News of the escape delighted the prisoners. The Observer quoted one prisoner as saying the atmosphere in the Scrubs was ‘like Christmas Day after Father Christmas has been’. In Zeno’s telling, even the prison wardens seemed happy that Blake was free. Meanwhile, at Highlever Road, Blake and Bourke watched TV news report the escape, and raised a glass.

Some people on the outside were pleased too. ‘Flags went up on my house,’ Jeremy Hutchinson said half a century later. The prime minister, Harold Wilson, reportedly remarked in private: ‘That will do our Home Secretary [Roy Jenkins] a great deal of good. He was getting too complacent and he needs taking down a peg.’ Jenkins hadn’t even known that Blake was in Wormwood Scrubs.

The British prison system was starting to look as error-prone as the British intelligence services. A couple of dozen prisoners had escaped in the previous two years, including the Great Train Robbers Charlie Wilson and Ronnie Biggs, and six men from Blake’s own wing of Wormwood Scrubs on 5 June 1966.

Ten more prisoners would get out in December 1966, including the ‘Mad Axeman’ Frank Mitchell, who once at liberty began writing letters to the newspapers. ‘Over Christmas,’ wrote the New Yorker magazine in early 1967, ‘the breaks were such almost daily occurrences that some of the more sporting-minded newspapers took to facetiously reporting the figures in handy tables, like football-league results or horse-race prices.’....

"Alcoholic killer monkey leaves one man dead and 250 injured...."

Lest we forget.
A repost from the heart of the bad time, June 20, 2020:

I'm telling you, they seem more human every day.
From the Daily Mail, June 18

Alcoholic killer monkey leaves one man dead and 250 injured after going on rampage when his booze supply dried up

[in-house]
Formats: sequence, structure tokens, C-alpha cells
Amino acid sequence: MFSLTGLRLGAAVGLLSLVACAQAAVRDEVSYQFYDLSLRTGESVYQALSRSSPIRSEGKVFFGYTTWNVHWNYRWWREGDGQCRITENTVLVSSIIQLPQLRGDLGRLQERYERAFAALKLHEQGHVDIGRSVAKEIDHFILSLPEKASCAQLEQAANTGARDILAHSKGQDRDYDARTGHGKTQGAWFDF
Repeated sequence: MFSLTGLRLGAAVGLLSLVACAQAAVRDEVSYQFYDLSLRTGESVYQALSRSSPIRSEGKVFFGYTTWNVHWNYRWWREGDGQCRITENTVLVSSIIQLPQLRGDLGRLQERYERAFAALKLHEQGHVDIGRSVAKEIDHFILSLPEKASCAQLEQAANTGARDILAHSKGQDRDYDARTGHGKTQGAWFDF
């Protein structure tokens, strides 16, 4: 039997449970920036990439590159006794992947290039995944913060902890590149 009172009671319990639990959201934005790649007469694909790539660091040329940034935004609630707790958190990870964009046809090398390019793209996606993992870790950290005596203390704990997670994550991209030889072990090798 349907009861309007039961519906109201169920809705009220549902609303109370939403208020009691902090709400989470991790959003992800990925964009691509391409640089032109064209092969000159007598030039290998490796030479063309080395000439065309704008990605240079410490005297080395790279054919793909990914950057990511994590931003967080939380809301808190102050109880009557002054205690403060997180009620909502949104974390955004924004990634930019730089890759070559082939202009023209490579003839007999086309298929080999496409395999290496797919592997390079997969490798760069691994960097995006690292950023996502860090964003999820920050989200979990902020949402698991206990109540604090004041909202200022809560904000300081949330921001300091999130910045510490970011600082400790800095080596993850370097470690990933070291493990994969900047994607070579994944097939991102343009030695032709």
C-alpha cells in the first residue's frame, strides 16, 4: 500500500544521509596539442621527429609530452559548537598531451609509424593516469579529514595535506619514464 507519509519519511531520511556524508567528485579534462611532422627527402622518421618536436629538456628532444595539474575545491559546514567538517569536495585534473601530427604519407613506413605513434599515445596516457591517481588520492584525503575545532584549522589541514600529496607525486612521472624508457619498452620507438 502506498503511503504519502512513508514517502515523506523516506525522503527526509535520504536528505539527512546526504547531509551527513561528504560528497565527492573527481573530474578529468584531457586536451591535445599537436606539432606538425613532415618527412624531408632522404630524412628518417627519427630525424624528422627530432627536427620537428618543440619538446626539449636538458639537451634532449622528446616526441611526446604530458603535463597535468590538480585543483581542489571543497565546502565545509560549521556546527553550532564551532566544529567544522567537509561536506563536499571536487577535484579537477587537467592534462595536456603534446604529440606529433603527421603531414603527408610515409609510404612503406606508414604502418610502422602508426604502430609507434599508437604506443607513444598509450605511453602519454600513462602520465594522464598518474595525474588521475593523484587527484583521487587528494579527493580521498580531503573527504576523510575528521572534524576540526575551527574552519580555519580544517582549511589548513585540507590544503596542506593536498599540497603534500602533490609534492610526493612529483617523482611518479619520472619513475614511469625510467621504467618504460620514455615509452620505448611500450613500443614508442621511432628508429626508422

An alcoholic killer monkey has left one man dead and 250 injured after going on the rampage when his booze supply dried up in India.

The inebriated imp, known as Kalua, was formerly the pet of an occultist who fed him hard liquor at his home in Mirzapur, Uttar Pradesh.
But after his owner died, the bereft animal stopped getting his supply of spirits and began prowling the streets in a furious rage.

The simian targeted women and girls in particular, with dozens of children left needing plastic surgery after he ripped open their faces with his fangs.
The animal has since been caught and will now be kept in captivity for the rest of its life....MORE
I'm not sure why the writer used the word "imp."
And from last December's "Fairness, Capuchin Monkeys and Wall Street":
This is a few years old but contains some good lessons so is probably worth reposting

The speaker, Frans de Waal, is one of the heavyweights of the primate world. Actually, we all are among the heavyweights of the primate world but he's up there with Jane Goodall in the study of primates....

***

Related:
"How scientists taught monkeys the concept of money. Not long after, the first prostitute monkey appeared"
Commodity traders superior to chimpanzees, research shows

I made a serious career track mistake.
Years ago a counselor pointed out that I seemed to have an affinity for animals (It's true. Kids and dogs like me. So do drunks and folks suffering from various psychopathologies).
Had I followed up on her thinking I would now be tenured, trading outside my species and living the grant-proposal dream....
 ...chimpanzees in nature do not store property and thus would have little opportunity to trade commodities...
2020: "Motorcycle-Riding Monkey Tries Kidnapping Small Child ... In Indonesian Alley "—UPDATED
Monkeys Are Transcribing The New York Times, Typing Hamlet at 12 Words Per Minute
"Vineyard-Raiding Baboons Favor Pinot Noir"
What a bunch of wine snob poseurs.
Merlot is just fine, especially if it's dolled up as Chateau Petrus.
Berry Bros. & Rudd is running a special case price, "Buy 6 and save £2667.37".
A Romanée Conti (pinot noir) will cost you double or triple. BB&R is price on request.
Either way, possibly more than the average baboon has in petty cash.....

Information Infrastructure: The Filing Cabinet

I admit it. I get a bit obsessive with information storage and retrieval. As noted in an April 2020 post:

This is a couple months old but if I don't post it now it may not re-emerge from the link-vault in my lifetime.
(filing systems: very important you remember how things were indexed and cross-indexed)

*You may think of your filing system as a thing of beauty:

https://upload.wikimedia.org/wikipedia/commons/e/e9/Strahov_Library%2C_Prague_-_7515.jpg
 Strahov Library, Prague via Wikimedia

When it has actually morphed, without your noticing, into something like this:

https://1.bp.blogspot.com/-Ta5mUcBHS50/XiVNaHA4ufI/AAAAAAADtno/K0jwt6_2cY8TAtC9h2G1iaw32U_MjiUlwCLcBGAsYHQ/s1600/central-social-institution-prague-1.jpg

Central Social Institution, also Prague, via Vintage.es